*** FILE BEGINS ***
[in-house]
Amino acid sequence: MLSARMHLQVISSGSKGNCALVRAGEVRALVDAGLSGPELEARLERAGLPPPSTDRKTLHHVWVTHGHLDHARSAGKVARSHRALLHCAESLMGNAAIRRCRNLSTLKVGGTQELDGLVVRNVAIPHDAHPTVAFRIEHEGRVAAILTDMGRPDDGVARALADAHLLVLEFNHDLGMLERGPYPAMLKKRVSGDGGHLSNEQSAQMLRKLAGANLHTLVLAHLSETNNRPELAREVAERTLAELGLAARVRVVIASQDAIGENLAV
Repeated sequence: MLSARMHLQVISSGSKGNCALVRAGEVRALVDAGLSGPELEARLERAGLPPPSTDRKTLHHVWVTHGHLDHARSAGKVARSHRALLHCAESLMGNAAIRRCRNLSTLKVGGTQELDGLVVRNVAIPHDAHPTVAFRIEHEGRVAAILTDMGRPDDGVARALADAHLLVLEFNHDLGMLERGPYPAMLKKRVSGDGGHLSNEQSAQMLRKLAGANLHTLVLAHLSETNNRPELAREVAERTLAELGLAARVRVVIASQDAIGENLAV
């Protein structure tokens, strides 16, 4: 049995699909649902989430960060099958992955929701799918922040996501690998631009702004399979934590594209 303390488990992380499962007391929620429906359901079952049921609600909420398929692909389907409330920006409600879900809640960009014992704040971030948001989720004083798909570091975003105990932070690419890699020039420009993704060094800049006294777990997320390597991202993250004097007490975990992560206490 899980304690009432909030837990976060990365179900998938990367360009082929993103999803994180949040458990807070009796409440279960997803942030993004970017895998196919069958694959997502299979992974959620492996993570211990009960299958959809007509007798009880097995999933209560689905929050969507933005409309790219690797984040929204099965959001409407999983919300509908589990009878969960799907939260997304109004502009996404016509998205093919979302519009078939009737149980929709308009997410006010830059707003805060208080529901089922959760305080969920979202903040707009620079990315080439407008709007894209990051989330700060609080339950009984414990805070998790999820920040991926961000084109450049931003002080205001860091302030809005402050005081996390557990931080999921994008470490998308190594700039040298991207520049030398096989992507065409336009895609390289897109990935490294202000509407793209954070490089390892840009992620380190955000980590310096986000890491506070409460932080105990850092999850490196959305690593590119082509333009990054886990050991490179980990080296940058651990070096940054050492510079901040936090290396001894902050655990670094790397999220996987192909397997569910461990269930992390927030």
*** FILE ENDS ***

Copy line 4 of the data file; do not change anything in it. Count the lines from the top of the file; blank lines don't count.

């Protein structure tokens, strides 16, 4: 049995699909649902989430960060099958992955929701799918922040996501690998631009702004399979934590594209 303390488990992380499962007391929620429906359901079952049921609600909420398929692909389907409330920006409600879900809640960009014992704040971030948001989720004083798909570091975003105990932070690419890699020039420009993704060094800049006294777990997320390597991202993250004097007490975990992560206490 899980304690009432909030837990976060990365179900998938990367360009082929993103999803994180949040458990807070009796409440279960997803942030993004970017895998196919069958694959997502299979992974959620492996993570211990009960299958959809007509007798009880097995999933209560689905929050969507933005409309790219690797984040929204099965959001409407999983919300509908589990009878969960799907939260997304109004502009996404016509998205093919979302519009078939009737149980929709308009997410006010830059707003805060208080529901089922959760305080969920979202903040707009620079990315080439407008709007894209990051989330700060609080339950009984414990805070998790999820920040991926961000084109450049931003002080205001860091302030809005402050005081996390557990931080999921994008470490998308190594700039040298991207520049030398096989992507065409336009895609390289897109990935490294202000509407793209954070490089390892840009992620380190955000980590310096986000890491506070409460932080105990850092999850490196959305690593590119082509333009990054886990050991490179980990080296940058651990070096940054050492510079901040936090290396001894902050655990670094790397999220996987192909397997569910461990269930992390927030």